Pakistan Assembly Voted to Call Back French Envoy. They Didn’t Have One

Pakistan Assembly Voted to Call Back French Envoy. They Didn’t Have One

French President Emmanuel Macron’s recent comments on Islam have sparked a storm and a boycott from Islamist countries, including India’s immediate neighbor, Pakistan.

Pakistan’s parliament on Monday passed a resolution urging the government to recall its envoy from Paris over the publication of images of the Prophet Mohammad in France, accusing President Emmanuel Macron of “hate-mongering” against Muslims.

The National Assembly resolution, which is non-binding, came hours after the French ambassador in Islamabad was summoned to the foreign office for Pakistan to register its protest.

The resolution expressed “serious concern at the highly disturbing statements and hate-mongering, specially by leaders like President Macron, justifying unlawful provocation and insult to the sentiments of more than a billion Muslims”.

The resolution also urged the government to ask other Muslim countries to boycott French products.

While the anger isn’t unique to Pakistan, as many other countries have also called for similar measures, but there was a slight catch in Pakistan’s resolution: It doesn’t have an envoy in France.

According to The News, Pakistan’s last ambassador to France, Moin-ul-Haq, was moved to Beijing from Paris, in August. Since then, Pakistan has not confirmed or publicly announced if it has appointed a new ambassador to France – with most media reporting that the post is currently vacant.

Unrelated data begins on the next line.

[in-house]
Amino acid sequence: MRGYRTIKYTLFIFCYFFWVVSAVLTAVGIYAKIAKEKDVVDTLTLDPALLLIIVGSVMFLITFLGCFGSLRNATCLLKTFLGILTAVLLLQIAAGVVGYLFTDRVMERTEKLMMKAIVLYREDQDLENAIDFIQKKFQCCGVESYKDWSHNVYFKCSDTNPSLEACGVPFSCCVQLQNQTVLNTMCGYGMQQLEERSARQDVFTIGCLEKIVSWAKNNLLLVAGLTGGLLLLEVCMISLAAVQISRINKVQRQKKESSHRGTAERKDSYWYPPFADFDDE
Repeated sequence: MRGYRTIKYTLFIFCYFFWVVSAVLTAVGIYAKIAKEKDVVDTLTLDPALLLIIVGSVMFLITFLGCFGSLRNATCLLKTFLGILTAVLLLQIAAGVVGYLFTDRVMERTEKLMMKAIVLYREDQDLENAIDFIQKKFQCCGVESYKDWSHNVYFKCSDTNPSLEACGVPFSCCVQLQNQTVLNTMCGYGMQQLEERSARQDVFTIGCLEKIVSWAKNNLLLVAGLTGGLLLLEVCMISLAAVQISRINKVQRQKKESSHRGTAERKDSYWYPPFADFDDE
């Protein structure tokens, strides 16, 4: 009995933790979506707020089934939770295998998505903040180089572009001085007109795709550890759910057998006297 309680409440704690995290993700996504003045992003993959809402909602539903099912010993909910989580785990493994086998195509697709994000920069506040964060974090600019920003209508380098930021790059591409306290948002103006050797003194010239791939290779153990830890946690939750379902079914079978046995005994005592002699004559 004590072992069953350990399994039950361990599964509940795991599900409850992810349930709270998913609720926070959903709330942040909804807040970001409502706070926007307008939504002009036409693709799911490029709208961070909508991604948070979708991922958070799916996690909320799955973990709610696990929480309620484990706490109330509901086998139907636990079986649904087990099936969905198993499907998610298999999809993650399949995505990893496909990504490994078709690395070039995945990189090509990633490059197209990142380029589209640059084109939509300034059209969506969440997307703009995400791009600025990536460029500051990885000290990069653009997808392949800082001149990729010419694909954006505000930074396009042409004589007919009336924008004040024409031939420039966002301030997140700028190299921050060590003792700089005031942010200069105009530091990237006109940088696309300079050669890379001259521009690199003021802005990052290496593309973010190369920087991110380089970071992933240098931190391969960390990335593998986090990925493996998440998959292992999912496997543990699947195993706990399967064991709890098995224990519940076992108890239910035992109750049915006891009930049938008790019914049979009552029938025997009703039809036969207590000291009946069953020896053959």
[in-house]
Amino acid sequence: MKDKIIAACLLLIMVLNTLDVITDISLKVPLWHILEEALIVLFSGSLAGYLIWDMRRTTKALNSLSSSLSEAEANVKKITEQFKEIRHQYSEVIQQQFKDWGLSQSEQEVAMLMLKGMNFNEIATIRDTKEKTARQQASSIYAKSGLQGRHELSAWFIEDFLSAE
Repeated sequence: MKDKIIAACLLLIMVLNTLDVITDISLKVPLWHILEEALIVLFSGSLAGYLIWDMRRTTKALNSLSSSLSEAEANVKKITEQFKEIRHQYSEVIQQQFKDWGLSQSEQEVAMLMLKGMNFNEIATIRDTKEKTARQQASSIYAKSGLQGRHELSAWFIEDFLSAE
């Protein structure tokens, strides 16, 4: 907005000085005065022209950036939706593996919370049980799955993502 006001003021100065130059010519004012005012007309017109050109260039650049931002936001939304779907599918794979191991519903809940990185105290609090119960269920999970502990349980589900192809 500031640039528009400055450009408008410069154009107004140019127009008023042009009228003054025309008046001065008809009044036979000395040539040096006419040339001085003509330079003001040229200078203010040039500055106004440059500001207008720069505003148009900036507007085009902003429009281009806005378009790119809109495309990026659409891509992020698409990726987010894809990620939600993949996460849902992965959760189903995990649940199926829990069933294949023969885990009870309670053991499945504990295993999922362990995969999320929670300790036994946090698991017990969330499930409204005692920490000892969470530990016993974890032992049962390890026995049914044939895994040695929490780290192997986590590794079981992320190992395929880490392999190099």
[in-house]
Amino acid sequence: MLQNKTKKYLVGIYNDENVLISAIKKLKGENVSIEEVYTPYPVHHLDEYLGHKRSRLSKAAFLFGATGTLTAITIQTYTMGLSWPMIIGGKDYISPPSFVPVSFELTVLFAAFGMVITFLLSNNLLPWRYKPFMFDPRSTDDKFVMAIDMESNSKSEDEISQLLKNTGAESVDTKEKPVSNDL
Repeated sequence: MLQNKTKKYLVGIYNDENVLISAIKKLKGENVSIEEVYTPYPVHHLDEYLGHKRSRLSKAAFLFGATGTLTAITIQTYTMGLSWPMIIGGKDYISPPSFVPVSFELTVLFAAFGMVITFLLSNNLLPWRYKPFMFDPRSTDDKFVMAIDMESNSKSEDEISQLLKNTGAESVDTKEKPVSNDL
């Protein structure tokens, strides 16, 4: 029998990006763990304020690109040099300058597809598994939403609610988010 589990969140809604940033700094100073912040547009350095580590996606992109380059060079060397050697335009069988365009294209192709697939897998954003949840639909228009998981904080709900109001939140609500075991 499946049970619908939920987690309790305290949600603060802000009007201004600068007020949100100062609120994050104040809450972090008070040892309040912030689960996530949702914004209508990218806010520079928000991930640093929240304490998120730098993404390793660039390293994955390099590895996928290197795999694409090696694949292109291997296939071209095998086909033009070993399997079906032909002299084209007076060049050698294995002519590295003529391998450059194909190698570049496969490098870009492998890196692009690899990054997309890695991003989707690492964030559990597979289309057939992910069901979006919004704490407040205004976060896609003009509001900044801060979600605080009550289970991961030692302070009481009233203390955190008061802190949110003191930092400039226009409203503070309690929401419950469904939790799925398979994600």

Pakistan’s Foreign Minister Shah Mahmood Qureshi was one of the movers of the resolution in the national assembly, reported India Today.

As part of his duties in the Foreign Office, Qureshi would be aware of the fact that, currently, Pakistan does not have an envoy in France, added India Today, and him “calling back” an envoy who doesn’t exist only adds strangeness to the matter.

Earlier, a foreign office statement said the French ambassador was summoned and told that “Pakistan strongly condemned equating Islam with terrorism, for narrow electoral and political gains”.

Macron had paid tribute to a French history teacher who was beheaded by an 18-year-old man of Chechen origin for showing cartoons of the Prophet Muhammad in a class on freedom of speech.

On Sunday Pakistan Prime Minister Imran Khan took aim at Macron, saying he had attacked Islam by encouraging the display of cartoons depicting the Prophet Muhammad.

Small protests were held on Monday in the northwestern city of Peshawar and the eastern city of Lahore, where participants burnt the French flag and raised slogans against France and Macron.

(With inputs from Reuters)

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